I grew up in a dysfunctional family, but I never realised that I, along with my siblings, had taken on dysfunctional family roles.

There are many kinds of dysfunctional families. Parents can be addicted to drugs or alcohol, or they can suffer from a personality disorder such as narcissism or OCD. The problem with growing up in this kind of unhealthy environment is that children have to adopt roles in order to survive. These roles are called dysfunctional family roles.

In my family, my mother abused my half-sisters, ignored me and lavished attention onto my baby brother. Consequently, we all took on various dysfunctional family roles. Some of these persist, even to this day.

There are 6 main dysfunctional family roles:

1. THE CARETAKER

The caretaker in my family was my older sister. Even though she is only five years older than me, I feel like she’s the mother I never had.

Caretakers are exactly what their name suggests – they take care of the children in place of the parents. Despite the fact they are children themselves, they are forced to grow up quickly because of the unhealthy environment. They are emotionally mature for their age and have learned to act like an adult in order to survive.

The other siblings will naturally gravitate to the caretaker for safety. The caretaker will feel responsible for the children and quite often take the blame for a situation where younger children might be punished.

CARETAKER – dysfunctional family roles in later life

When they become adults themselves, caretakers find it very difficult to stop looking after their loved ones. Because they were often in charge and stepped in as the parent figure, they had no validation themselves from an adult figure. This means they’re constantly looking for the approval they didn’t receive when they were children.

Caretakers lost their own childhood as they were parenting their siblings. Therefore, they may lack the ability to let go and have fun in a childlike way. They always feel that they have to be the responsible adult.

2. THE HERO

I think my baby brother may have taken on the dysfunctional family role of the hero as he would always protest that nothing was wrong in our house. Even today, if I question him about our mother’s behaviour, he insists that nothing happened. My brother was the one person in our family that went to university, got good grades and has a pretty good job.

Typically, the hero of a dysfunctional family pretends that everything is fine and normal in the family. They want to project a good image to the outside world. However, because they are lying to others and, more importantly, themselves, they cannot afford to let anyone get too close. This affects their personal relationships.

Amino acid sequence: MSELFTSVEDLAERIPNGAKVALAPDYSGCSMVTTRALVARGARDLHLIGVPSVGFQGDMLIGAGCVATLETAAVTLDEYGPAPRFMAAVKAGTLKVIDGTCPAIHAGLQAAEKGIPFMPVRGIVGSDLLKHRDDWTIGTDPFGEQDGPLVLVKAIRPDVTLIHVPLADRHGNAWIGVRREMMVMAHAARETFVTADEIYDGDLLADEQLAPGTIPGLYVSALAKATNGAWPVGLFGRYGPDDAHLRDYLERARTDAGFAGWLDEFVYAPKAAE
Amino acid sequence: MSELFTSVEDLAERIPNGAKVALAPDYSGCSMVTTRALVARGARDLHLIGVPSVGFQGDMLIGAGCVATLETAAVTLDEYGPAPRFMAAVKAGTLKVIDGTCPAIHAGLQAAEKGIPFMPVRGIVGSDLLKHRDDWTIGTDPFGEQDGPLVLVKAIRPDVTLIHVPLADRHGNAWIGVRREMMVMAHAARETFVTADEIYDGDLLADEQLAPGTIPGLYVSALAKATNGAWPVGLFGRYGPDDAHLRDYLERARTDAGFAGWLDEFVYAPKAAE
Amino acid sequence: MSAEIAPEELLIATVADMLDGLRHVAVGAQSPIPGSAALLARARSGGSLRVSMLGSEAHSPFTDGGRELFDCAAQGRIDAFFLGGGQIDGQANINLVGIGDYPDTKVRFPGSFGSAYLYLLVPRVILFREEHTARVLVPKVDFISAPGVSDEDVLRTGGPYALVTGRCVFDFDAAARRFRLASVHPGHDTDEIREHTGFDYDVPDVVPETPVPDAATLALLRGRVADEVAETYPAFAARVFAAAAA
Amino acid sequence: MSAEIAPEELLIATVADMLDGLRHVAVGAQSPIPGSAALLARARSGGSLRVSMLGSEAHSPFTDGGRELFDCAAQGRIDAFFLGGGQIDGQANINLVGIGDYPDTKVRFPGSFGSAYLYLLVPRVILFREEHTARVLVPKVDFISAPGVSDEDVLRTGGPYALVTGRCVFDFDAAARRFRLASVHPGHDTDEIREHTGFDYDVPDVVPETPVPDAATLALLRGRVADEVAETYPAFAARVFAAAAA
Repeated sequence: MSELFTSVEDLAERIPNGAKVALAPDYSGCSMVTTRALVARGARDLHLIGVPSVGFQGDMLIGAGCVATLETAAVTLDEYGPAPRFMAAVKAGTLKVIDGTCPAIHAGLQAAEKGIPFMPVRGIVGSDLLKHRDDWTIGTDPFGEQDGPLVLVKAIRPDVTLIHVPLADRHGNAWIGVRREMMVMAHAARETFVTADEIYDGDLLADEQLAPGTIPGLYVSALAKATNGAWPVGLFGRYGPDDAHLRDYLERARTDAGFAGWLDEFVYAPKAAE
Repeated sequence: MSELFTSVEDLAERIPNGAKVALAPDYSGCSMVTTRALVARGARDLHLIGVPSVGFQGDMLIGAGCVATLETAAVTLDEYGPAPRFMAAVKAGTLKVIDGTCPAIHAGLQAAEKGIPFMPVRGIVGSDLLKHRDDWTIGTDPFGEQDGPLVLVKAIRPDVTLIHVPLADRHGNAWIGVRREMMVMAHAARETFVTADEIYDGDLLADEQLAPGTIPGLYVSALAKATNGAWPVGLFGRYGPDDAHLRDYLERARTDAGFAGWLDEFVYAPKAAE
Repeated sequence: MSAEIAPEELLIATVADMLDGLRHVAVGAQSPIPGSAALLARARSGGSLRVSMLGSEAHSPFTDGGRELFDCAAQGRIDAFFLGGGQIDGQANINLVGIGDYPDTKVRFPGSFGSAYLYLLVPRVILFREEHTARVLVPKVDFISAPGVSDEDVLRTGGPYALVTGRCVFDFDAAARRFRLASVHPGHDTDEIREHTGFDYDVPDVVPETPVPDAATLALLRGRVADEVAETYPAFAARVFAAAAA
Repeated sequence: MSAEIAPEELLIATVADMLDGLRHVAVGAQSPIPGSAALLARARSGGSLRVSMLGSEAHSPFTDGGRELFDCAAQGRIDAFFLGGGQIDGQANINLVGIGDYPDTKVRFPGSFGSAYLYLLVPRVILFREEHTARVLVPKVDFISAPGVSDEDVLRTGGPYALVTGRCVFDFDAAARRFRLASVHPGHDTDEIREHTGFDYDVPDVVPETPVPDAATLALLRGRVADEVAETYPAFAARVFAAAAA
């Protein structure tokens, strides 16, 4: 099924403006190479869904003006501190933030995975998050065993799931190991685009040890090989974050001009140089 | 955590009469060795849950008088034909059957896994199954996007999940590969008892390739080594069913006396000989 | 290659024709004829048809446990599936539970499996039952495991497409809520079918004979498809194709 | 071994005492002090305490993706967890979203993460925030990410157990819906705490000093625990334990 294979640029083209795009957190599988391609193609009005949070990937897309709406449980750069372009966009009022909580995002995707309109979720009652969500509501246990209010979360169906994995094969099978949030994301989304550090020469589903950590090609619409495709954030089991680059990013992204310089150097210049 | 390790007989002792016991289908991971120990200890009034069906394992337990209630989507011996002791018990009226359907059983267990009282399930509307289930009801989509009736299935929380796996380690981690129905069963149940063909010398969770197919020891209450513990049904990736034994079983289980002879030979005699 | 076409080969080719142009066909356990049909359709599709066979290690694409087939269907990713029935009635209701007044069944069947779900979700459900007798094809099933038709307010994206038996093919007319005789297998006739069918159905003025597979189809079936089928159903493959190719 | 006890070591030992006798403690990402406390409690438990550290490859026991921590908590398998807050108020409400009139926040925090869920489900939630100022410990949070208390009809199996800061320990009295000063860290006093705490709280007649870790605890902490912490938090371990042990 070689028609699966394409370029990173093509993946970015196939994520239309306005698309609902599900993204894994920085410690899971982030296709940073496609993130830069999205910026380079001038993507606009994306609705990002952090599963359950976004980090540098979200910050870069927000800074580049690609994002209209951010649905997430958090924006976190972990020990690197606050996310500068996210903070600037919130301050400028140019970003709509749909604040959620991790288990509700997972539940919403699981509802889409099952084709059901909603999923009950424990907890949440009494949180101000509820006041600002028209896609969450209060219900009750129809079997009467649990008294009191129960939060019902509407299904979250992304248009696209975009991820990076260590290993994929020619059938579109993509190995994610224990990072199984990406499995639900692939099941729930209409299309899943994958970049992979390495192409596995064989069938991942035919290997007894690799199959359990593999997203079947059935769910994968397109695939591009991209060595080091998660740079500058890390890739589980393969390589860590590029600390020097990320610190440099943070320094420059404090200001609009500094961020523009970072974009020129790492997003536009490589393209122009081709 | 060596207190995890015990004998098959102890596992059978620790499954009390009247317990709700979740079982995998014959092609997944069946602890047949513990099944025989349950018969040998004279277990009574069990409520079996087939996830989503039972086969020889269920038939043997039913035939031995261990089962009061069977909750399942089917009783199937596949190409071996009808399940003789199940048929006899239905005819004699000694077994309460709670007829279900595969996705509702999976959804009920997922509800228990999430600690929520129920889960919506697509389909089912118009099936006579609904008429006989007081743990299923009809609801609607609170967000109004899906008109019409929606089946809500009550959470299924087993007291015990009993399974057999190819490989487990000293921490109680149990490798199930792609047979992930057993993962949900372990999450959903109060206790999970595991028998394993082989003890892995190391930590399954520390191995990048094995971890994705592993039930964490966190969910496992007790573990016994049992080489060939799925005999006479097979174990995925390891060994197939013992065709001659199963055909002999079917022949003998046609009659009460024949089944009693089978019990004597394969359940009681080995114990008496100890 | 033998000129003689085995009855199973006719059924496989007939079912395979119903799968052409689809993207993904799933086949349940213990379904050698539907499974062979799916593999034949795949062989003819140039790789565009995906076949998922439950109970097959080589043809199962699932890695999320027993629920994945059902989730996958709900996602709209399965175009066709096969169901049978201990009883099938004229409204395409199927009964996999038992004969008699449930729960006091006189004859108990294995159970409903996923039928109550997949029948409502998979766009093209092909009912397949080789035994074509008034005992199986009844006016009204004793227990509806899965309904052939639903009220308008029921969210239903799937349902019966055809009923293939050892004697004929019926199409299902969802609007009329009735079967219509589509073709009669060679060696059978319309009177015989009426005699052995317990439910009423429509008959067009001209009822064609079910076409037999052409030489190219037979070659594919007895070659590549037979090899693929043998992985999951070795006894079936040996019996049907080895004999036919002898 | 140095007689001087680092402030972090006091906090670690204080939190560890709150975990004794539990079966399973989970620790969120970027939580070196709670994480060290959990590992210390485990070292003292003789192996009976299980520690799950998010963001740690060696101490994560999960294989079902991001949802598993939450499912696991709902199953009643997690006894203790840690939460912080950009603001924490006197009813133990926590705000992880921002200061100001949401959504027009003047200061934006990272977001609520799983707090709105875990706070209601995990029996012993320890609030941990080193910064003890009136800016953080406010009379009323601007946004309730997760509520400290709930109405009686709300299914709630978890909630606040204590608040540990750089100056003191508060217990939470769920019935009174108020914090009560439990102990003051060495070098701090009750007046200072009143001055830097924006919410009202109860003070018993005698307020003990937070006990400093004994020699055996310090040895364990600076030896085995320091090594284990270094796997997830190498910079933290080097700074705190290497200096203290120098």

For instance, my brother has never had a proper relationship with a woman or a guy. Heroes are usually the oldest member in the family. I wouldn’t normally call my younger brother the hero, but the descriptors do fit him.

HERO – dysfunctional family roles in later life

Those that wear a mask to the outside world do not want others to see their true persona. They hide the traits they don’t want others to see.

Narcissists do this as, subconsciously, they are ashamed of what they really are and where they came from. Putting on a grandiose display to divert people’s attention from the horror of reality can also lead to denial in other areas which the hero can’t accept.

3. THE SCAPEGOAT

The opposite of the hero is the scapegoat. The scapegoat of the family does not go along with the hero and pretend that everything is alright. They’ll do the exact opposite.

My middle sister was the scapegoat in our family. Not only was she blamed for nearly every bad thing that happened at home, she received the worst punishments. My sister refused to play along and rebelled against my mother. This made my mother even madder. She would dole out harsher and harsher punishments to try and ‘break’ my sister. But my sister refused to let her see any kind of emotion.

The scapegoat of a family will leave as soon as they can, which is true of my sister. Scapegoats are usually middle children. This is also true of my sister. Scapegoats are pretty emotionally stable, along with the caretaker.

SCAPEGOAT – dysfunctional family roles in later life

Scapegoats can have problems with other authority figures. They might associate themselves with rebellious groups for the sake of it. They may alter their bodies in order to shock society or their family. Expect piercings, tattoos, teenage pregnancies and worse if the abuse was particularly severe.

Scapegoats are not good with emotional problems, but they are brilliant when it comes to coming up with practical solutions.

4. THE CLOWN